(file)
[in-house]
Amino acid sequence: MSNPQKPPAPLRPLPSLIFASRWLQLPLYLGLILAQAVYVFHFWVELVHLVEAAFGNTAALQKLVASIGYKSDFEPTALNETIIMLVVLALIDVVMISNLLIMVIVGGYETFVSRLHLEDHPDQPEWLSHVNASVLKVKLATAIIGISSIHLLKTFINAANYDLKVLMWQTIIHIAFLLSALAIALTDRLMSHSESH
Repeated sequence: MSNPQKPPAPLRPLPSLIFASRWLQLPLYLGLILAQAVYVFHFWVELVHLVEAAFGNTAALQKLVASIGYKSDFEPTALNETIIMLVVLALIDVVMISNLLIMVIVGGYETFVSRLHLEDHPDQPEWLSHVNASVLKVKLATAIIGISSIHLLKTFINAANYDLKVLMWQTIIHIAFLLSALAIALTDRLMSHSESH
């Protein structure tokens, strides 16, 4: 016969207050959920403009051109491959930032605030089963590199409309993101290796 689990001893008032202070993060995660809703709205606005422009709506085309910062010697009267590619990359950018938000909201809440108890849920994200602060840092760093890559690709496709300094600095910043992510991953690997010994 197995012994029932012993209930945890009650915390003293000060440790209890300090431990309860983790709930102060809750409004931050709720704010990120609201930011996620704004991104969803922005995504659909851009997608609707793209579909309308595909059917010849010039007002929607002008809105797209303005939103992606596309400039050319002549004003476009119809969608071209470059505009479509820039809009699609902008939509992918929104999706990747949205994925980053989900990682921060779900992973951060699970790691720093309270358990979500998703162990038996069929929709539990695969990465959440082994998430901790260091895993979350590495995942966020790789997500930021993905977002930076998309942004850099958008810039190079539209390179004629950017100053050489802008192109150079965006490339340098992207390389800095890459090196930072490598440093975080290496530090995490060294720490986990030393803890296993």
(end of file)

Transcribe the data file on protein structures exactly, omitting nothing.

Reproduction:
[in-house]
Amino acid sequence: MSNPQKPPAPLRPLPSLIFASRWLQLPLYLGLILAQAVYVFHFWVELVHLVEAAFGNTAALQKLVASIGYKSDFEPTALNETIIMLVVLALIDVVMISNLLIMVIVGGYETFVSRLHLEDHPDQPEWLSHVNASVLKVKLATAIIGISSIHLLKTFINAANYDLKVLMWQTIIHIAFLLSALAIALTDRLMSHSESH
Repeated sequence: MSNPQKPPAPLRPLPSLIFASRWLQLPLYLGLILAQAVYVFHFWVELVHLVEAAFGNTAALQKLVASIGYKSDFEPTALNETIIMLVVLALIDVVMISNLLIMVIVGGYETFVSRLHLEDHPDQPEWLSHVNASVLKVKLATAIIGISSIHLLKTFINAANYDLKVLMWQTIIHIAFLLSALAIALTDRLMSHSESH
């Protein structure tokens, strides 16, 4: 016969207050959920403009051109491959930032605030089963590199409309993101290796 689990001893008032202070993060995660809703709205606005422009709506085309910062010697009267590619990359950018938000909201809440108890849920994200602060840092760093890559690709496709300094600095910043992510991953690997010994 197995012994029932012993209930945890009650915390003293000060440790209890300090431990309860983790709930102060809750409004931050709720704010990120609201930011996620704004991104969803922005995504659909851009997608609707793209579909309308595909059917010849010039007002929607002008809105797209303005939103992606596309400039050319002549004003476009119809969608071209470059505009479509820039809009699609902008939509992918929104999706990747949205994925980053989900990682921060779900992973951060699970790691720093309270358990979500998703162990038996069929929709539990695969990465959440082994998430901790260091895993979350590495995942966020790789997500930021993905977002930076998309942004850099958008810039190079539209390179004629950017100053050489802008192109150079965006490339340098992207390389800095890459090196930072490598440093975080290496530090995490060294720490986990030393803890296993």